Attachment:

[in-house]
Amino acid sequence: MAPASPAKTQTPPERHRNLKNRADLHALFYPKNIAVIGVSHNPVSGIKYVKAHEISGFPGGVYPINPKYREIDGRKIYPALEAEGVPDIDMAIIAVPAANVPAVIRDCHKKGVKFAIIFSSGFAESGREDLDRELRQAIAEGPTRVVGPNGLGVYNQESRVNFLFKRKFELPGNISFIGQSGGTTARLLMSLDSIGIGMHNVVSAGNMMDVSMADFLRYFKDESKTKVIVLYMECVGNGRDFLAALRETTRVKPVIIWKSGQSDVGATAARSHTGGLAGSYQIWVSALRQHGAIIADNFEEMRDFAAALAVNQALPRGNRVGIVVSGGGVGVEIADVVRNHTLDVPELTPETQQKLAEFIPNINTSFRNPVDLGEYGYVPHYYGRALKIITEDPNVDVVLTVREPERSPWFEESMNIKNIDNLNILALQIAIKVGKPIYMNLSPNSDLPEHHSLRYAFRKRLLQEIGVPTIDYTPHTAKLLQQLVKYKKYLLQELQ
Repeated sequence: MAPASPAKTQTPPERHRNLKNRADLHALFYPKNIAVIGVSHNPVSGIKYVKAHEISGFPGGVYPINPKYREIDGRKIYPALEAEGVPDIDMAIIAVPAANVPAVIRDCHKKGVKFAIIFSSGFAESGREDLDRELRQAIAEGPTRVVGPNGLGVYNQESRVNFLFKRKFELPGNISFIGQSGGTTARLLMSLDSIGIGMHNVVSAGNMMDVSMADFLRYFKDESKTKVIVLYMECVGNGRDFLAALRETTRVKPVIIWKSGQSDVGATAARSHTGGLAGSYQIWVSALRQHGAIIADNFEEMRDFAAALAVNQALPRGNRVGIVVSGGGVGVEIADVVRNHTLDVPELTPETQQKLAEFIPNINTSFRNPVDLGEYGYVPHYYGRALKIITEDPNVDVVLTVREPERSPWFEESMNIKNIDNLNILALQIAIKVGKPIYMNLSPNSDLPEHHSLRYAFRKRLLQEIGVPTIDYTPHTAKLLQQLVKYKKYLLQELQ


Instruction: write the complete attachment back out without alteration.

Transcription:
[in-house]
Amino acid sequence: MAPASPAKTQTPPERHRNLKNRADLHALFYPKNIAVIGVSHNPVSGIKYVKAHEISGFPGGVYPINPKYREIDGRKIYPALEAEGVPDIDMAIIAVPAANVPAVIRDCHKKGVKFAIIFSSGFAESGREDLDRELRQAIAEGPTRVVGPNGLGVYNQESRVNFLFKRKFELPGNISFIGQSGGTTARLLMSLDSIGIGMHNVVSAGNMMDVSMADFLRYFKDESKTKVIVLYMECVGNGRDFLAALRETTRVKPVIIWKSGQSDVGATAARSHTGGLAGSYQIWVSALRQHGAIIADNFEEMRDFAAALAVNQALPRGNRVGIVVSGGGVGVEIADVVRNHTLDVPELTPETQQKLAEFIPNINTSFRNPVDLGEYGYVPHYYGRALKIITEDPNVDVVLTVREPERSPWFEESMNIKNIDNLNILALQIAIKVGKPIYMNLSPNSDLPEHHSLRYAFRKRLLQEIGVPTIDYTPHTAKLLQQLVKYKKYLLQELQ
Repeated sequence: MAPASPAKTQTPPERHRNLKNRADLHALFYPKNIAVIGVSHNPVSGIKYVKAHEISGFPGGVYPINPKYREIDGRKIYPALEAEGVPDIDMAIIAVPAANVPAVIRDCHKKGVKFAIIFSSGFAESGREDLDRELRQAIAEGPTRVVGPNGLGVYNQESRVNFLFKRKFELPGNISFIGQSGGTTARLLMSLDSIGIGMHNVVSAGNMMDVSMADFLRYFKDESKTKVIVLYMECVGNGRDFLAALRETTRVKPVIIWKSGQSDVGATAARSHTGGLAGSYQIWVSALRQHGAIIADNFEEMRDFAAALAVNQALPRGNRVGIVVSGGGVGVEIADVVRNHTLDVPELTPETQQKLAEFIPNINTSFRNPVDLGEYGYVPHYYGRALKIITEDPNVDVVLTVREPERSPWFEESMNIKNIDNLNILALQIAIKVGKPIYMNLSPNSDLPEHHSLRYAFRKRLLQEIGVPTIDYTPHTAKLLQQLVKYKKYLLQELQ